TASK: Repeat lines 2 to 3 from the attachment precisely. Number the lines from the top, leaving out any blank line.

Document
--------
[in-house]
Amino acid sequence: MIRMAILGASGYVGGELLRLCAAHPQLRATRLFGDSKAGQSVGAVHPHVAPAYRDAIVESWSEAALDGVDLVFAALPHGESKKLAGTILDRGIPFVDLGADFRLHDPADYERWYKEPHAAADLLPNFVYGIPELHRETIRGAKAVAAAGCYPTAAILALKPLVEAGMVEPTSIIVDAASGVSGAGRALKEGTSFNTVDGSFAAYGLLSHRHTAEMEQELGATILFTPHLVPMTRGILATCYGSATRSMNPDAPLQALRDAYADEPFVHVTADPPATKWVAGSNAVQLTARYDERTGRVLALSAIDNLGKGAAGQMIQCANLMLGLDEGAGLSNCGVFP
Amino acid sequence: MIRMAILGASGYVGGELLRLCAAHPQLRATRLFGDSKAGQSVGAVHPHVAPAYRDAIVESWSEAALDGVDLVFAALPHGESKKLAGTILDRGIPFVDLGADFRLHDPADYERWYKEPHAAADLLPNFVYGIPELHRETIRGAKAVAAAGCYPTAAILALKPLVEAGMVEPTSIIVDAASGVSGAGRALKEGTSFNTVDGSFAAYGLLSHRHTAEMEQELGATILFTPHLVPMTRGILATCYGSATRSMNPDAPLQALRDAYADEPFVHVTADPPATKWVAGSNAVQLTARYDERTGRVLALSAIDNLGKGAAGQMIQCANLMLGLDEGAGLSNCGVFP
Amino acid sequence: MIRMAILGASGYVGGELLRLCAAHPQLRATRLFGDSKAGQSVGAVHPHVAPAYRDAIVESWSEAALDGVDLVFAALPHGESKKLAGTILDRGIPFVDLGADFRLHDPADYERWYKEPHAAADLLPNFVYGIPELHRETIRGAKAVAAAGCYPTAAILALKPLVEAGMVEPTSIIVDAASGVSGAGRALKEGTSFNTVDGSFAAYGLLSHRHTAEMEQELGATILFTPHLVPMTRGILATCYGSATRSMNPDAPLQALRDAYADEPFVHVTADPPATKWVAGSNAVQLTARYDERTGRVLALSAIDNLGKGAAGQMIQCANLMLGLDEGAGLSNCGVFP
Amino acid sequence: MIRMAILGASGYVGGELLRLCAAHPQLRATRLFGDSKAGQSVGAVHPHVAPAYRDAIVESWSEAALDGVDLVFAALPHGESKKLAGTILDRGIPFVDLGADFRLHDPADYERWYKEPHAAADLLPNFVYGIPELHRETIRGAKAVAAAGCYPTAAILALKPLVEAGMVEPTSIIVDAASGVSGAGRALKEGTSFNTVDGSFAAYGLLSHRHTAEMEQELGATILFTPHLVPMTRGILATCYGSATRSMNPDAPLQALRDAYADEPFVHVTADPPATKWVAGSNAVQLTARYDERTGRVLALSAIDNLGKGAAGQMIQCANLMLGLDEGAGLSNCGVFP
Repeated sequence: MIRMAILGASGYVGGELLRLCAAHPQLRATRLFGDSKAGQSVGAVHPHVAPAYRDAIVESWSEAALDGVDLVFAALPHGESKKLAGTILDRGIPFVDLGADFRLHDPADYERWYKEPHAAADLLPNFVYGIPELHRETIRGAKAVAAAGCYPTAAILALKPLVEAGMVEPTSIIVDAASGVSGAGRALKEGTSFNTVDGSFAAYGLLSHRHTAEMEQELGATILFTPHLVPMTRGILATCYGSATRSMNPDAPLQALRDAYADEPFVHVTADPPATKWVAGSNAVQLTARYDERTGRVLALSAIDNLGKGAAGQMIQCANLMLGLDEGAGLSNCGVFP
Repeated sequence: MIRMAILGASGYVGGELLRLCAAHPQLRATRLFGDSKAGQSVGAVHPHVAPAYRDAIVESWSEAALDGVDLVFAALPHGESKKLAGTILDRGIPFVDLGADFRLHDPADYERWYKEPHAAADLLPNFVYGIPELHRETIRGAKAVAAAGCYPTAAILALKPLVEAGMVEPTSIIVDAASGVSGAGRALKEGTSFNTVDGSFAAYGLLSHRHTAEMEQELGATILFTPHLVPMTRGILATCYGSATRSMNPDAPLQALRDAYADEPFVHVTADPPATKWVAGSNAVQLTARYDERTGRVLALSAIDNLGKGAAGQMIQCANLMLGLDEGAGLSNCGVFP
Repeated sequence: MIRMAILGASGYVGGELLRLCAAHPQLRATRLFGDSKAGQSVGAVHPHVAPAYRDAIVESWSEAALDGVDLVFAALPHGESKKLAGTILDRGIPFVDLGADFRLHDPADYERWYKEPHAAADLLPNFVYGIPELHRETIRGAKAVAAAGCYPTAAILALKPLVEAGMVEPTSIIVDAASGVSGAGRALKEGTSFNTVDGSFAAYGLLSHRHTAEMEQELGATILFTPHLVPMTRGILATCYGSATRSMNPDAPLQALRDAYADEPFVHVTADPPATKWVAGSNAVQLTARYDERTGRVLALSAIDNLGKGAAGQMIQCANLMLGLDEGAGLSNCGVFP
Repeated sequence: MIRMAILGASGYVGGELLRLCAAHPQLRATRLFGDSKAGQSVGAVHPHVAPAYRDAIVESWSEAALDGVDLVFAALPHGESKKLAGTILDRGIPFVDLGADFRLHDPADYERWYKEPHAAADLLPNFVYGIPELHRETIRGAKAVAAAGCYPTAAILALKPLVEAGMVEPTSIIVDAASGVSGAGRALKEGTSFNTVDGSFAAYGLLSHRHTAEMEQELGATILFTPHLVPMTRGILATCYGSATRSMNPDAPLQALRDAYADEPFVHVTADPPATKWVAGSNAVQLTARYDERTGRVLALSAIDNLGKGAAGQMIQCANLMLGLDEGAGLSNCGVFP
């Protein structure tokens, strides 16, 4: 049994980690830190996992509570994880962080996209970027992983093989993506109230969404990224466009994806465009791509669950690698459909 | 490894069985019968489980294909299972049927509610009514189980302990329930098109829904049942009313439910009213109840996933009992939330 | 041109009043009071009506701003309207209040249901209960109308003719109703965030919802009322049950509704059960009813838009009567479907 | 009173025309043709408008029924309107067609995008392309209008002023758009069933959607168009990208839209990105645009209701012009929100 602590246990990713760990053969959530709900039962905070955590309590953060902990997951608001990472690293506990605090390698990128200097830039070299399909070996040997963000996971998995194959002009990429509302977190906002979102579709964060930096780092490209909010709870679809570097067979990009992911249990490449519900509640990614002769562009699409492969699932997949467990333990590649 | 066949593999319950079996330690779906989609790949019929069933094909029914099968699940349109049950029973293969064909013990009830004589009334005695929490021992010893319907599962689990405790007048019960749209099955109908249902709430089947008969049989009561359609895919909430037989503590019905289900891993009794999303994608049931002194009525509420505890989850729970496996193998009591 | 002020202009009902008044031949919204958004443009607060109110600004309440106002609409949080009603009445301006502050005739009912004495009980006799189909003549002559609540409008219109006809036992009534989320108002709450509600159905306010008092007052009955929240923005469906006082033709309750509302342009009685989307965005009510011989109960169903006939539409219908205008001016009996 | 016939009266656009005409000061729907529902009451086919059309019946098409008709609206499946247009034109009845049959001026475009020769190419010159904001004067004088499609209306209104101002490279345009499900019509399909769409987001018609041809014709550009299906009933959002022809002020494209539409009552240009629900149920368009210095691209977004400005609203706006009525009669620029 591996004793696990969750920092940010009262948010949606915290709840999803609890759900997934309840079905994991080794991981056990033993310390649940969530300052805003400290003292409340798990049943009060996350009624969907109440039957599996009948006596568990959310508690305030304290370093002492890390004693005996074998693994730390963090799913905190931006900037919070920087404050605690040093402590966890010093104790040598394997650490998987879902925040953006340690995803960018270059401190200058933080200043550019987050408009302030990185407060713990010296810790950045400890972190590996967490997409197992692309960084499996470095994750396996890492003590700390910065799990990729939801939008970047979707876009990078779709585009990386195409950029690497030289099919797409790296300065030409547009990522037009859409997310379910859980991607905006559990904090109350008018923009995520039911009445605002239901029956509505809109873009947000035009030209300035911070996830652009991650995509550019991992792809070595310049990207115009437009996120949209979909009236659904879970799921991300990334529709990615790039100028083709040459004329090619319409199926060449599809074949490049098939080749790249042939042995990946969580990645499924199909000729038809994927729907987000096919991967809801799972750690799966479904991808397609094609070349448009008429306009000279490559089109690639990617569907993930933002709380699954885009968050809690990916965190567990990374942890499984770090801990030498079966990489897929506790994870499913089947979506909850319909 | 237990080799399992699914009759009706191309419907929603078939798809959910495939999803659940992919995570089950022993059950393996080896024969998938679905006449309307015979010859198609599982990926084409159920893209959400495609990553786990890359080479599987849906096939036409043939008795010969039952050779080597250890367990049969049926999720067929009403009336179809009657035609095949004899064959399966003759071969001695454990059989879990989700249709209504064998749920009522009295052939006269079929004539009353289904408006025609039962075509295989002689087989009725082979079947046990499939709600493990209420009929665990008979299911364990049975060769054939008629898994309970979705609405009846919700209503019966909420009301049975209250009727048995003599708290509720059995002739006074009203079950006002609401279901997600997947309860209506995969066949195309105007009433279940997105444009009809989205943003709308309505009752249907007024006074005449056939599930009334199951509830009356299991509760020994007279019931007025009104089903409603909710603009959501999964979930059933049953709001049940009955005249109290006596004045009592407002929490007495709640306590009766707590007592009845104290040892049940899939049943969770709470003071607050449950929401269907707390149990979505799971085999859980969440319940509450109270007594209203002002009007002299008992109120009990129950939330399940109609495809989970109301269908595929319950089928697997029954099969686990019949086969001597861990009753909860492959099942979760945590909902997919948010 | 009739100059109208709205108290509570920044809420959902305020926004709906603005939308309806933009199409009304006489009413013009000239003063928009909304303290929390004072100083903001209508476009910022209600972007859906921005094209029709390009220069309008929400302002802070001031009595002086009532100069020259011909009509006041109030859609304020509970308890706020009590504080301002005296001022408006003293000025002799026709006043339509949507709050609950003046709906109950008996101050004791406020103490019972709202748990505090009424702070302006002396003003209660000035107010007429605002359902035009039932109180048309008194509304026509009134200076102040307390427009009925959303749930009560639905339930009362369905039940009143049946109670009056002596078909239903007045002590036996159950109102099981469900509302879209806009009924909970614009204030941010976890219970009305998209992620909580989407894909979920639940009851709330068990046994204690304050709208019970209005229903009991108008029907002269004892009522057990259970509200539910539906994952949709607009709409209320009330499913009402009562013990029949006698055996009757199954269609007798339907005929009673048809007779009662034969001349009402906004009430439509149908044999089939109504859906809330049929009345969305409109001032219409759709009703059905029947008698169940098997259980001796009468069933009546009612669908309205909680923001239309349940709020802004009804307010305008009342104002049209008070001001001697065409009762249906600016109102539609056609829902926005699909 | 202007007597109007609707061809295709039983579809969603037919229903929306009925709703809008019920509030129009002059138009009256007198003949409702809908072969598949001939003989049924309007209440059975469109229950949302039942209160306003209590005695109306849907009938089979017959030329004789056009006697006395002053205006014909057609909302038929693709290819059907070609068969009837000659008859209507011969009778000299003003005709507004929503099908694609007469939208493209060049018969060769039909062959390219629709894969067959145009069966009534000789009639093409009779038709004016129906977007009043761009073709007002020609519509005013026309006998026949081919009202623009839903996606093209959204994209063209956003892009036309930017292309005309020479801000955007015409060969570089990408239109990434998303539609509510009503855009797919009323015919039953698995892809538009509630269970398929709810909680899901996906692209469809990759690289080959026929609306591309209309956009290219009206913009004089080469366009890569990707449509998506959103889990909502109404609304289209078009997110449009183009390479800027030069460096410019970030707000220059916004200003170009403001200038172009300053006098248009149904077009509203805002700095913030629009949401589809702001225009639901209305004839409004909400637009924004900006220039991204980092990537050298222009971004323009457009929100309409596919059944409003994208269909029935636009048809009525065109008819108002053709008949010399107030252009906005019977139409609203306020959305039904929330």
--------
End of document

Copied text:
Amino acid sequence: MIRMAILGASGYVGGELLRLCAAHPQLRATRLFGDSKAGQSVGAVHPHVAPAYRDAIVESWSEAALDGVDLVFAALPHGESKKLAGTILDRGIPFVDLGADFRLHDPADYERWYKEPHAAADLLPNFVYGIPELHRETIRGAKAVAAAGCYPTAAILALKPLVEAGMVEPTSIIVDAASGVSGAGRALKEGTSFNTVDGSFAAYGLLSHRHTAEMEQELGATILFTPHLVPMTRGILATCYGSATRSMNPDAPLQALRDAYADEPFVHVTADPPATKWVAGSNAVQLTARYDERTGRVLALSAIDNLGKGAAGQMIQCANLMLGLDEGAGLSNCGVFP
Amino acid sequence: MIRMAILGASGYVGGELLRLCAAHPQLRATRLFGDSKAGQSVGAVHPHVAPAYRDAIVESWSEAALDGVDLVFAALPHGESKKLAGTILDRGIPFVDLGADFRLHDPADYERWYKEPHAAADLLPNFVYGIPELHRETIRGAKAVAAAGCYPTAAILALKPLVEAGMVEPTSIIVDAASGVSGAGRALKEGTSFNTVDGSFAAYGLLSHRHTAEMEQELGATILFTPHLVPMTRGILATCYGSATRSMNPDAPLQALRDAYADEPFVHVTADPPATKWVAGSNAVQLTARYDERTGRVLALSAIDNLGKGAAGQMIQCANLMLGLDEGAGLSNCGVFP